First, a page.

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It may seem hard for Wisconsinsites to imagine, but May graduations are just around the corner. In the blink of an eye the snow will not only stop falling, but melt and give way to Spring flowers and green grass. Sitting in my office this week one of the law students who works with me said "wow, I meet with the financial person at the law school today....and we ran the numbers on what I need to do to pay off my loans." Clearly deflated by the reality of the numbers I quickly said, "hey I paid off $97K in 6 years and didn't work for a huge firm, but a government agency! It is not as hard as you think!" Looking up from her computer she asked "how did you do it?" And I launched into an afternoon of client meetings punctuated with a tip here and there. What follows is my advice to recent grads, or anyone facing a mountain of debt.
One -- get mad at the debt. Don't accept it as a fact of life. No, be determined to rid it from your life. This took me awhile myself, but after jumping through hoops in hopes of a reduced interest rate, and constantly told "oh sorry, the agent who told you that was mistaken" I got fed up with my loan processor. That focused my actions, and what was supposed to be paid off in 30 years was gone in six!
Two -- before tackling debt establish a small emergency fund. Life happens, and you don't want to rely on credit cards with sky high interest rates to get you through the hard times. I'd suggest somewhere between $1,000 and $3,000. Fund it by selling items you don't need or want, not spending graduation gift money, and any other way you can think of. If you use it for an emergency, build it back up before turning back to debt payment.
Three -- stay motivated. I used to listen to Dave Ramsey's radio show (in fact numbers one and two are straight from his playbook). I did not agree with his conservative religious view points, but we see eye to eye on operating in cash, living within your means, and disliking the cycle of debt. Look for blogs, books, and even simplicity groups. You'll find strength in numbers.
Four -- moonlight! Sure you may have a job, but get another. I find that when I am working I am not spending money. Down time often leads to relaxation and fun, which is not cheap. Very flexible options are: babysitting, pet sitting, yard work, running errands for someone who can't, cleaning houses, tutoring and or editing (great if you are in a college town). In addition to my government job, I tutored on nights and weekends.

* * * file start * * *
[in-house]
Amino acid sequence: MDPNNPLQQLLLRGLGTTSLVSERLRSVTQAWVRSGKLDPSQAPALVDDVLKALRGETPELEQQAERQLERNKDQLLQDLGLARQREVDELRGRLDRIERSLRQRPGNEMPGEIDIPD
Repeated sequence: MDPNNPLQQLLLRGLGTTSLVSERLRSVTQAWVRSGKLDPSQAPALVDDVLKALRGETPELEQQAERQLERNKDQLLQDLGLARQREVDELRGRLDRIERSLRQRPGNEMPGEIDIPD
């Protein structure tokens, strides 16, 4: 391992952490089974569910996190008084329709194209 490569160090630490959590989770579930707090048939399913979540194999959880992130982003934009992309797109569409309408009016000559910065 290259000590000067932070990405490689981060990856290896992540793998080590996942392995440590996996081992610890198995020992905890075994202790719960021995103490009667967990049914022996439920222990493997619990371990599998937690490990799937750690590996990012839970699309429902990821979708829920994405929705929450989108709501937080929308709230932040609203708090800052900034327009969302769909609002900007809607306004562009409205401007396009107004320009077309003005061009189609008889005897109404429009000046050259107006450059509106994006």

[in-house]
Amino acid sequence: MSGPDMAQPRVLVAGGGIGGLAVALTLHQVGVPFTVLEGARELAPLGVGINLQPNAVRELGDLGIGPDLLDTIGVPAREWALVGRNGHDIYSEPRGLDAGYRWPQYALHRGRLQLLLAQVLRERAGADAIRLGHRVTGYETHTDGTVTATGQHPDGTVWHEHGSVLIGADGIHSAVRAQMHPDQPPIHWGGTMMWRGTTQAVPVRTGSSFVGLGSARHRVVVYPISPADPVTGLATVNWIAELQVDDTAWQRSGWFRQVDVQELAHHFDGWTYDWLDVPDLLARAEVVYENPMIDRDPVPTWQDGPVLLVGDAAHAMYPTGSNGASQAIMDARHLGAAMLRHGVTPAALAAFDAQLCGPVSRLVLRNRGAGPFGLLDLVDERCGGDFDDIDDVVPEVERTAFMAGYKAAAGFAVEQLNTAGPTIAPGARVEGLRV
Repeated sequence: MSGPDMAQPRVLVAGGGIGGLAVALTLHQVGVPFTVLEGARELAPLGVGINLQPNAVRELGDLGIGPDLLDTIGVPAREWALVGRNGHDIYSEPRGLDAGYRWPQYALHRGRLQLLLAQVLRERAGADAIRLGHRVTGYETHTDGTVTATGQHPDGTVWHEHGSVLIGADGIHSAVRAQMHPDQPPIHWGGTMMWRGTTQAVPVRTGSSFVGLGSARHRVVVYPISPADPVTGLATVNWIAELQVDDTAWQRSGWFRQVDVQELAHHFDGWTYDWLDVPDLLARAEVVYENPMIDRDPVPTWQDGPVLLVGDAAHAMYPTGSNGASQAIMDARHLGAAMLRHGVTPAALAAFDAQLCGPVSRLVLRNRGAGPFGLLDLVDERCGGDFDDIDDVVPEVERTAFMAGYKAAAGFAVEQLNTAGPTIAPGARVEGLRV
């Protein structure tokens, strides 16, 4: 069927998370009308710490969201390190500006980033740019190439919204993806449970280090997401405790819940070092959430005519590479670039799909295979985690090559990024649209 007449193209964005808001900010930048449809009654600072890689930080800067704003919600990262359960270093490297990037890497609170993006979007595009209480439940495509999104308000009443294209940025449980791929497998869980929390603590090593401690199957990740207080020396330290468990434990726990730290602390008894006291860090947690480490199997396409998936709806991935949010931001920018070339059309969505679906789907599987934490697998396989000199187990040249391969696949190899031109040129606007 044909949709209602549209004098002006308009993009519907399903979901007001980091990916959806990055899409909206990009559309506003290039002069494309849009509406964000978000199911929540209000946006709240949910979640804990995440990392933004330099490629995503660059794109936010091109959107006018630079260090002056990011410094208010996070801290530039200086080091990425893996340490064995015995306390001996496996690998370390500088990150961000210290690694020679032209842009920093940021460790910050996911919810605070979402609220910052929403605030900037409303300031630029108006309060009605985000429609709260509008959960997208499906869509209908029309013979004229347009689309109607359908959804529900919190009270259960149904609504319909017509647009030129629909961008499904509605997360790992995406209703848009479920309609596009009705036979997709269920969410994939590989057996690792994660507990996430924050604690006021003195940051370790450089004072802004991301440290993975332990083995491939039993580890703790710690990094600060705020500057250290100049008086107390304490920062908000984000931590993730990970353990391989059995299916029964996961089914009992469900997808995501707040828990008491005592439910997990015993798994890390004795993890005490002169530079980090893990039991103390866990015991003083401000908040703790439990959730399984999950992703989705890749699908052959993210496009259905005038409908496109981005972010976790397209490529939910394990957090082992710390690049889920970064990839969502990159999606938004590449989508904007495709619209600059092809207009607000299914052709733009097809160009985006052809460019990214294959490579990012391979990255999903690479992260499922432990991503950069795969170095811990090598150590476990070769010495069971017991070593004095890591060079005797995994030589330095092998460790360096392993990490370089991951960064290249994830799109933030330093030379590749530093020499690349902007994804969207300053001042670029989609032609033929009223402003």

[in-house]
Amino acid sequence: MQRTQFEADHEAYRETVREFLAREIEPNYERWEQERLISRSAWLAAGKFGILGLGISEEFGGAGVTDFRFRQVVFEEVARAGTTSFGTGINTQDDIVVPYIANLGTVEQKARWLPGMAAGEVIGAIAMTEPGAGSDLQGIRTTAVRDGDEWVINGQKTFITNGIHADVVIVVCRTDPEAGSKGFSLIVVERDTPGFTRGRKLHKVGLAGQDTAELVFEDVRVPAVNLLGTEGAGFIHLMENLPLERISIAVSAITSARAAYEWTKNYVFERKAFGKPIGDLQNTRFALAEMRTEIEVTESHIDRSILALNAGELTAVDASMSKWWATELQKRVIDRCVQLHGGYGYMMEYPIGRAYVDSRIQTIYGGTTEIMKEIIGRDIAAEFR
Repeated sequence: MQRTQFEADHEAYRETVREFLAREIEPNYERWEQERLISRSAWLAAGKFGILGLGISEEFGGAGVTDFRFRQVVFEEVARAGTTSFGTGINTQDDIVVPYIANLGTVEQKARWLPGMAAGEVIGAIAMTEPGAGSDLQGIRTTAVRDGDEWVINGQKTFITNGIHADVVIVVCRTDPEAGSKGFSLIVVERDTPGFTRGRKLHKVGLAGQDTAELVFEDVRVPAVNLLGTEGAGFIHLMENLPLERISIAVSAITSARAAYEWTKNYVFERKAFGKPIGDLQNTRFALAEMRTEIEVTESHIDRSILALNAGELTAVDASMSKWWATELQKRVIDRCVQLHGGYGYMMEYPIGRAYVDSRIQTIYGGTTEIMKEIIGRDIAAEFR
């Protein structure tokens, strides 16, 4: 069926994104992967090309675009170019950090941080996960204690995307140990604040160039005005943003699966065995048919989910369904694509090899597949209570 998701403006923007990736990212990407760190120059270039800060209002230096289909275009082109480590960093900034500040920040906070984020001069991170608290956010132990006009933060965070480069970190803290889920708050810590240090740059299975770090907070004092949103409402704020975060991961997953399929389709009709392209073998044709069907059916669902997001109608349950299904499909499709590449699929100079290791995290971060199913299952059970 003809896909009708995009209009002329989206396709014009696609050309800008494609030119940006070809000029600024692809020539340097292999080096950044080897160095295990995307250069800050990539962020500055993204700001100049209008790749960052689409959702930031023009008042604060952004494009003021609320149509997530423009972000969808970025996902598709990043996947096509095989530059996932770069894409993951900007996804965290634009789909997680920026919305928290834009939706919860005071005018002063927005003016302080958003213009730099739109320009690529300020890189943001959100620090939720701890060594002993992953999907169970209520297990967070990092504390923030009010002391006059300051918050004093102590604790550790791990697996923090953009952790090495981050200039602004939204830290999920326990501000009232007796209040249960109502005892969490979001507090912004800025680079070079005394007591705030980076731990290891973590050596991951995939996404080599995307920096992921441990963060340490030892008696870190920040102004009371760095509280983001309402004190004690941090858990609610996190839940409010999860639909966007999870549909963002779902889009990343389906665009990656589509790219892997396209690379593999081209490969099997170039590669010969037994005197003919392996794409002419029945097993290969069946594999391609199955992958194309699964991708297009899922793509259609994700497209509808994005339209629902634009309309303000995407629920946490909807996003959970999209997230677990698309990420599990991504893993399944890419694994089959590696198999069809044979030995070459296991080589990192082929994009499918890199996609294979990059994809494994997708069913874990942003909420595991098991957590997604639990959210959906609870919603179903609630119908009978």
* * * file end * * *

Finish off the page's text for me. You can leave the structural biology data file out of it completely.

Five -- sell your stuff! Clothing went to consignment stores. Childhood toys were sold on Ebay (I'm still shocked at what people paid for 1970s Barbie items). Put it on Craigslist. Hold a garage sale. People love to shop, and you'd be surprised at what they sell. The less you own, the less space you need....and space costs money.
Six -- send money every week to the processor. Don't wait for the day of the month the processor will pull your minimum payment. Get extra coupons and send money each week. You'll decrease the chance you'll spend it on something else, and the lower the principal the lower the interest you'll pay. I highly recommend a spreadsheet to track payments and keep the companies honest. Irregular payments can cause them confusion. At one point the company with my loan was holding them until the 25th....I had to call and say apply it today. This mattered because I knew my loans were kicking off $20 interest a day!
Seven -- commit to a few years of living like a poor college student. For some they may have never lived like a poor student, so this could be a shock. A few of my favorites are:
- no car! Walk, bus, use public transit, ride a bike. If you own a car, keep it inexpensive and make sure you are not dependent on it. You'll save tons on gas, insurance, upkeep, parking and more.
- brown bag it. Graduation does not turn into 3 martini lunches. Bring your lunch from home, and coffee, tea or other beverages. Yes food from home does cost money, but far less than $12 at Panera.
- Line dry clothing. Electric dryers are not efficient. Get a drying rack and use the rod in your shower to dry clothes.
- Live with roommates. Shave costs in half or more, but make sure you are living with people who are frugal. If they order pizza every night and blow money at the bars, it will be a stress on your debt load.
- Learn to cook. If it is prepared by someone, you are paying more. Avoid restaurants, and prepared meals in the stores. Learn to cook 5 or 6 basic meals. Eggs, veggies, rice, beans....great sources of protein that won't break the bank; and
- Embrace thrift store shopping. You may have an education, but you don't need to shop at the mall to look professional. Thrift stores are not only abundant, but hip. I'll never forget the dove gray Banana Republic pant suit I found for $17 at Goodwill. Every time I wore it, my boss commented on how lovely it was. She had no idea.
Oh, I could go on and on, but that is what this blog is all about. My debt may be long gone and my frugal ways have morphed to reflect my life as a wife, mother, homeowner and business owner. But my frugal ways can be applied to many phases of life. Thanks for reading!